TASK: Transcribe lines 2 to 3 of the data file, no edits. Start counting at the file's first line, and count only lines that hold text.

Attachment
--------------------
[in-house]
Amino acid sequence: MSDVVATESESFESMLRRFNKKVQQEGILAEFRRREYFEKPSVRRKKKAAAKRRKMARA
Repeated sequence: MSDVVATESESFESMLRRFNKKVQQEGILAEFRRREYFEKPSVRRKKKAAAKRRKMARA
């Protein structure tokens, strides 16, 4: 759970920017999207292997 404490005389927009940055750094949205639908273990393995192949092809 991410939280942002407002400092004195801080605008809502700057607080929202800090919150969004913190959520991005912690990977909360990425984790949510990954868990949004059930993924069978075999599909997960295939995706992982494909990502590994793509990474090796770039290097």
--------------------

Amino acid sequence: MSDVVATESESFESMLRRFNKKVQQEGILAEFRRREYFEKPSVRRKKKAAAKRRKMARA
Repeated sequence: MSDVVATESESFESMLRRFNKKVQQEGILAEFRRREYFEKPSVRRKKKAAAKRRKMARA